Take a half-dozen eunuchs, four ex-thieves, two soldiers, and one sex-starved inn owner and you have the cinematic tour de force that is “Dragon Inn.” Filmed in beautiful rural China, our protagonists fight to the bitter end to preserve the power of the emperor in this most-famous of kung fu movies. Any aficionado can tell you, “Dragon Inn” is one of the best martial arts movies ever to grace the screen.

But first, a quick note on kung-fu films is in order. The martial art genre values spectacle over substance.

First and foremost the audience should be blown away by the feats of martial skill and impossible athletic motions. Secondary is plot, and it is a rare gem indeed that has both of these qualities. “Dragon Inn” is one of these films.

Those who are familiar with the director Tsui Hark of “Once Upon a Time in China” and “A Chinese Ghost Story” will recognize his cinematic hallmarks of awe-inspiring scenery, fully developed themes and quick cuts.

Another feature of “Dragon Inn” is the – unfortunately all too rare in kung-fu films – coherent and enjoyable plot.

The film features four well-known actors, Tony Leung, Maggie Cheung, Brigitte Lin and Donnie Yen – all veterans of the kung-fu scene. Tony Leung does a spectacular job with his portrayal of Chow Wai-On, a loyal supporter of the emperor, torn between two women.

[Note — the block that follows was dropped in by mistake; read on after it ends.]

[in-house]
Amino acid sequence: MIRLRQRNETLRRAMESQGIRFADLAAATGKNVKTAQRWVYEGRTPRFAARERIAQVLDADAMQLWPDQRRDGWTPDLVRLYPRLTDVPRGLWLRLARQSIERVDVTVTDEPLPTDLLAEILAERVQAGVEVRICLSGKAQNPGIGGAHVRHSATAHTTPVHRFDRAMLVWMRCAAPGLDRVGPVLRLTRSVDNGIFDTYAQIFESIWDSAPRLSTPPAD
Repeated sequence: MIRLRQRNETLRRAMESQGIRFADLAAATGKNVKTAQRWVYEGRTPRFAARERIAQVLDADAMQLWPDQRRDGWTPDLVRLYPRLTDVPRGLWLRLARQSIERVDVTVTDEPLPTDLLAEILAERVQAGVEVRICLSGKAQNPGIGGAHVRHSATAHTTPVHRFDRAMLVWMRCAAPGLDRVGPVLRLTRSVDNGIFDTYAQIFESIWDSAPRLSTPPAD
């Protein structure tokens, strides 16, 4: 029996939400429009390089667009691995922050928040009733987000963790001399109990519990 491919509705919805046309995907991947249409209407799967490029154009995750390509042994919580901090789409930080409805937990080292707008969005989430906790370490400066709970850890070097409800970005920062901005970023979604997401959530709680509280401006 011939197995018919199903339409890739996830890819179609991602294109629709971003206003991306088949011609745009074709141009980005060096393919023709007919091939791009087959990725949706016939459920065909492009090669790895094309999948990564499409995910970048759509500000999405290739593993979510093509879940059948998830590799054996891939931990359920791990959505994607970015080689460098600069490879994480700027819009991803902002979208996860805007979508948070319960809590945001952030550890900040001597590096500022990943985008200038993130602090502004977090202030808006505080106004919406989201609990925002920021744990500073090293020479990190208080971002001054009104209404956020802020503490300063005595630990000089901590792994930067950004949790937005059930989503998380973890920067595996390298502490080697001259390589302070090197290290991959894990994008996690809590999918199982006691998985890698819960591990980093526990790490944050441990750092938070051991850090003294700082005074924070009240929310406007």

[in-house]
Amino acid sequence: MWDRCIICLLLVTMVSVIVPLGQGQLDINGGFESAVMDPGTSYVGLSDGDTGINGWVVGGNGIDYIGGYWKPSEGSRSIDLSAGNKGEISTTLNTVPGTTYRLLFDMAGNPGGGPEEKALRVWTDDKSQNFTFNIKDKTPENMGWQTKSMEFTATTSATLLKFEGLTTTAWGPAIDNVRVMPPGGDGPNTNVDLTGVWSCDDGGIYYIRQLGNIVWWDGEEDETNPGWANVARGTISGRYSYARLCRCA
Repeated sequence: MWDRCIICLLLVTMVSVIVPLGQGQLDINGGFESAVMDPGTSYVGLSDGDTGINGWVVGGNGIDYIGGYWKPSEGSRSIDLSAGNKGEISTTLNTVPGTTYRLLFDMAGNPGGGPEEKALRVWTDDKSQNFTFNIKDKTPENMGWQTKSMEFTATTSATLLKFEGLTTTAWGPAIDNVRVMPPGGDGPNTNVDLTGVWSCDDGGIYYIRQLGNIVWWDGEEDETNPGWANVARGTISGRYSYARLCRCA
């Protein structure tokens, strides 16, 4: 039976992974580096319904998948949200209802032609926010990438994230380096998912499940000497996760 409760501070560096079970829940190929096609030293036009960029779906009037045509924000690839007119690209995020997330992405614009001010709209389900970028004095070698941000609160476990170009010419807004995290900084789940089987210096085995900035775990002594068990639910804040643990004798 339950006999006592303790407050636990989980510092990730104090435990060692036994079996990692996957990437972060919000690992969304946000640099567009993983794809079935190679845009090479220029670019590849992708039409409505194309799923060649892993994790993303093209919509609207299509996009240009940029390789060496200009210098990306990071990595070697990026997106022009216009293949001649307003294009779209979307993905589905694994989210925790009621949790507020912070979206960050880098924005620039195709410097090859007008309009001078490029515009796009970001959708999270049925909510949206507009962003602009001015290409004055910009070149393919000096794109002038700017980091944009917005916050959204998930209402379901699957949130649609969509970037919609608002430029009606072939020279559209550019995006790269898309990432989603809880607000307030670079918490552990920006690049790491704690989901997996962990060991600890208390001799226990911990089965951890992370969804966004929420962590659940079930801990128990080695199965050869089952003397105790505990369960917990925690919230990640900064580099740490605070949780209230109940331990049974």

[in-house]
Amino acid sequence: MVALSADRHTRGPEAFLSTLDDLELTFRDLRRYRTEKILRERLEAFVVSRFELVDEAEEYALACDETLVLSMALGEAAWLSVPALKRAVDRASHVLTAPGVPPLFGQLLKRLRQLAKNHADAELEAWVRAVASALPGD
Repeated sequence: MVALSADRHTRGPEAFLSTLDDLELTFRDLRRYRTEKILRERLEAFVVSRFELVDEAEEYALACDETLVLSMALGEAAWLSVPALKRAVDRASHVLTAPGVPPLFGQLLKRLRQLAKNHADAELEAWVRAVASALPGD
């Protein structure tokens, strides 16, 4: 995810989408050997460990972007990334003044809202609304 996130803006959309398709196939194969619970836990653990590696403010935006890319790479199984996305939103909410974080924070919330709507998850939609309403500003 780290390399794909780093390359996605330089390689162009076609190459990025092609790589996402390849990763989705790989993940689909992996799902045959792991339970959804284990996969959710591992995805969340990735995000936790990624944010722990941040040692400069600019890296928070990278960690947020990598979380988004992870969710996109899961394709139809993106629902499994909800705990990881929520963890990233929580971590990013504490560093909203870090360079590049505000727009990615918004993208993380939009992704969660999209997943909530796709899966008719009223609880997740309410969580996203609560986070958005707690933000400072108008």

Cheung does an excellent job as the fiery innkeeper, delighting in the seduction of men as well as in the acquisition of money.

Lin is the only disappointing actress of the bunch, playing a subdued role as companion and lover of Leung. Perhaps my disappointment stems from her well-known roles in such films as “The Bride with White Hair,” in which she received numerous accolades from both the press and fans.

Yen is on his usual stride, performing amazing kung-fu while maintaining that cold, calculating evil we accept from all villains.

The film begins with a brief historical explanation, and quickly segues into the East Chamber – the eunuch branch of the government – displaying its newest weapons, one of which has a remarkable similarity to the Patriot Arrow in “Robin Hood – Men in Tights.”

Quickly the film moves on to display the corruption and intrigue in the palace, and places our protagonists, Cheung and Yen, in the middle of it all. With awe-inspiring “wire-fu” – kung-fu exaggerated by wires allowing mind-boggling leaps and feats of athletic prowess – our heroes give it their all against these “East Chamber Dogs.”

The finale of this movie is perhaps the best end of any kung-fu film. You may be a bit shocked, even appalled, by the ending but rest assured, any kung-fu aficionado will tell you- this is not a scene to miss.

Despite the gore and violence, this is a romantic kung-fu film, enjoyable to martial-arts lovers and film lovers alike. Probably the best Hong Kong movie you’ve never seen, “Dragon Inn” should be the film you reach for the next time you are at Blockbuster.

Filler can be reached at cfiller@campustimes.org.



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